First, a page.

Previous Challenge Entry (Level 4 – Masters)
Topic: TRUST (07/21/16)
- TITLE: Naomi's Suitors
By Leola Ogle
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If sorrow could be packaged to sell, Naomi would have cornered the market on it. According to her, life had been nothing but sorrow. The good times in her life outnumbered the bad, but she was so focused on the bad, she never acknowledged the good.
One of her favorite sayings was, “If tears could fill an ocean, there’d be an ocean named Naomi.”
It was a tale as old as humanity. Naomi got dumped at the altar when she was twenty years old. Her fiancé, William, just up and left her high and dry. Moved off to the big city where choices for a wife were better than what he could find in the little Podunk town of Tillerman. Or, so said William.
Townsfolk called him Slick Willie. He could charm a grizzly bear into being a household pet. He considered himself to be the butter and honey on a warm biscuit. His smooth talk was slipperier than tabloid gossip.
The town sheriff said, “Small town living was never good enough for Slick Willie. He always had his sights on something better. He thought he was too good to marry Naomi and settle down here. He kept saying Naomi pressured him to get married.”
Naomi would never trust a man again. Never. Ever. Again.
But she wanted a husband. She prayed for a husband. She would show William and everyone that she was desirable.
It was a paradox of grand proportion. For how can you get a husband if you don’t trust men?
She kept praying, and we know God answers prayer. However, her trust issues found something wrong with every man God sent her way.
She was twenty-five when Aaron came a-courting. Nope, she wasn’t interested. He was shorter than her and she wasn’t bending over to kiss any man.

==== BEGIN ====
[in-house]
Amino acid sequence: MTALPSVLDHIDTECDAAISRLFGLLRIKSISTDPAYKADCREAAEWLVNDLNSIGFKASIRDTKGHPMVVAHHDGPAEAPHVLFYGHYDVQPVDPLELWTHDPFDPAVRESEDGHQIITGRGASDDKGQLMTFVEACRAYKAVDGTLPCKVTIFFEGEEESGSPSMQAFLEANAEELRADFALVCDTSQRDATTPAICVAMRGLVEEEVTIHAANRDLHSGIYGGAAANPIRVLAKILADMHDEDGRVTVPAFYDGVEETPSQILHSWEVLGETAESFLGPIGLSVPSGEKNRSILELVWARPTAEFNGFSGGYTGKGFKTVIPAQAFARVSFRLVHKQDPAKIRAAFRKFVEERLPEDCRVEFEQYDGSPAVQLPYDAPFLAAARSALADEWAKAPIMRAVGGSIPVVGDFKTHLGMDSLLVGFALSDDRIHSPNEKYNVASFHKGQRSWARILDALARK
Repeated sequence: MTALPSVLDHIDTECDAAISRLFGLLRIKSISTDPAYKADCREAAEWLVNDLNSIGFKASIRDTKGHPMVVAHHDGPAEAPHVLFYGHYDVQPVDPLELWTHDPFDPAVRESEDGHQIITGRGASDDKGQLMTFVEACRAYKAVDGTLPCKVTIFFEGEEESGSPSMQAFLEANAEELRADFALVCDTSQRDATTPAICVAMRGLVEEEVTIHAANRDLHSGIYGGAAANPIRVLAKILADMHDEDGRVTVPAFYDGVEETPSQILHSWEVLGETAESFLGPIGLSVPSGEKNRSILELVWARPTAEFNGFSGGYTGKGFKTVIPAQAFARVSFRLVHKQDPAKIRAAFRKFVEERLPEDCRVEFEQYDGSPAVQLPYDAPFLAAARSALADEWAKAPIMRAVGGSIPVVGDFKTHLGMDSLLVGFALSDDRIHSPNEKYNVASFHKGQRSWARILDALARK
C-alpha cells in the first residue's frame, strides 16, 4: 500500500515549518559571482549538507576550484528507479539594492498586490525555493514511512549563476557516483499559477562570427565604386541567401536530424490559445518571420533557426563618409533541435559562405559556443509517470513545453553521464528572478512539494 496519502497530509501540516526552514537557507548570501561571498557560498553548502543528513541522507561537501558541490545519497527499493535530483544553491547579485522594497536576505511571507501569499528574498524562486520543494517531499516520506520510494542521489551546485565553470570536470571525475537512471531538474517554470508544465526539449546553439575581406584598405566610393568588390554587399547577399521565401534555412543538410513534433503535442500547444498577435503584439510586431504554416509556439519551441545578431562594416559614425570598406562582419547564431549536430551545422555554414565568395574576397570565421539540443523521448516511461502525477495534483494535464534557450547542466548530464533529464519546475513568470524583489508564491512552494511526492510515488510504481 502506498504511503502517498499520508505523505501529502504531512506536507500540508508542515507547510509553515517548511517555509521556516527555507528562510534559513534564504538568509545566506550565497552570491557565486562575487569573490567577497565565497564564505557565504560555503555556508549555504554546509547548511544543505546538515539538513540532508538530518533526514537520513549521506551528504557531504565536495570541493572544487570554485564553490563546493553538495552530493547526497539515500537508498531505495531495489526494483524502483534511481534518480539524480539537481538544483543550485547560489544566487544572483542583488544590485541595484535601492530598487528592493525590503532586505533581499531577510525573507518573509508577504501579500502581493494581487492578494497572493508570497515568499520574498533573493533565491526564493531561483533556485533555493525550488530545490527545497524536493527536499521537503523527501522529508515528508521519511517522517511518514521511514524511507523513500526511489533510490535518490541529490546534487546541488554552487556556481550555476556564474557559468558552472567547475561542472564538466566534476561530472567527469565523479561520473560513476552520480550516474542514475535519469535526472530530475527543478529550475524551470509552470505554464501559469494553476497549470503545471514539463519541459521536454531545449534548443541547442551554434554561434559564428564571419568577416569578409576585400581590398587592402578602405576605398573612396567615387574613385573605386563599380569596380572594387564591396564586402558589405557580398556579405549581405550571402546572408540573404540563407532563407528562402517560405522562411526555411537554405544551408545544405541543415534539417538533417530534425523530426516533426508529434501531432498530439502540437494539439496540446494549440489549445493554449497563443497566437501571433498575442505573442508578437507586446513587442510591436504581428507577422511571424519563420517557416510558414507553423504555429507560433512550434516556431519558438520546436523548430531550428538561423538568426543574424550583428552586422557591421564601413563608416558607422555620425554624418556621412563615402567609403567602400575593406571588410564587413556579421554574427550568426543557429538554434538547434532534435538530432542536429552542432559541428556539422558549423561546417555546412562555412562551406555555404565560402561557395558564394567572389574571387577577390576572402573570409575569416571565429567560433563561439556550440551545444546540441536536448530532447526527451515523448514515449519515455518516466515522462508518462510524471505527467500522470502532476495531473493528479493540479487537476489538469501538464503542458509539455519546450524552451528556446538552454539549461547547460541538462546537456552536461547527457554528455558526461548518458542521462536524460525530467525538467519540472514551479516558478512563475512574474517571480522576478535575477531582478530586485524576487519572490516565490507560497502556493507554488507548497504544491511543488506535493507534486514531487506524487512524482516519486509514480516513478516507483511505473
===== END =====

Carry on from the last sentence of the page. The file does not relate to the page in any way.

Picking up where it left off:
Brady became smitten with thirty-year-old Naomi. She sent him packing. Brady had the most annoying habit of clinking a spoon against the side of the cup, incessantly stirring his coffee. It drove her bonkers – she actually slapped him.
She was thirty-five when Arnold declared he loved her. She turned him away. She certainly couldn’t trust a man who was divorced, could she?
At forty, widower Jerry showed up at her door asking to date her. She wasn’t about to trust a man who obviously only wanted a mother for his kids. It was tempting because his kids were so cute. But she was sure Jerry would toss her away like torn underwear when the kids were grown and gone.
She was forty-five when Bobby announced he was willing to end her spinster status. She wasn’t interested. Surely there must be something wrong with a grown man who wanted to be called by the boyish Bobby version of his name instead of Bob or Robert. Who could trust a boy-man?
At fifty, Henry, Tom, and Donald tried wooing her. She was suspicious of their motives – convinced they were after her money. It made no difference that she had no money.
On Naomi’s fifty-fifth birthday, Sam dropped on one knee and announced he had loved her for years. She laughed until Sam’s face turned red with humiliation. She wouldn’t believe the words of a man who took decades to declare his love.
At sixty, little old decrepit Matthew came a-calling. He feebly tottered up her sidewalk and onto her porch to ring her doorbell. “No sense in both of us living alone. Marry me, Naomi.”
Matthew’s proposal left her so depressed she cried for a week. She railed at God for William being a scoundrel who left her at the altar. She railed at God for not answering her prayer for a husband.
Shortly after Matthew’s proposal, Naomi awoke one morning with a song in her heart. The sun was glorious, birds rustled the leaves with their serenade, the cat purred as he rubbed against Naomi’s leg, and the breeze coming in the kitchen window caressed Naomi’s cheeks with hope.
She finally opened her heart to trust. For all the years Sam was her neighbor, he had showered her with kindness. She decided she should give him a chance. Perhaps he was speaking truth when he said he loved her.
Today was the day. The whole town turned out for the wedding.
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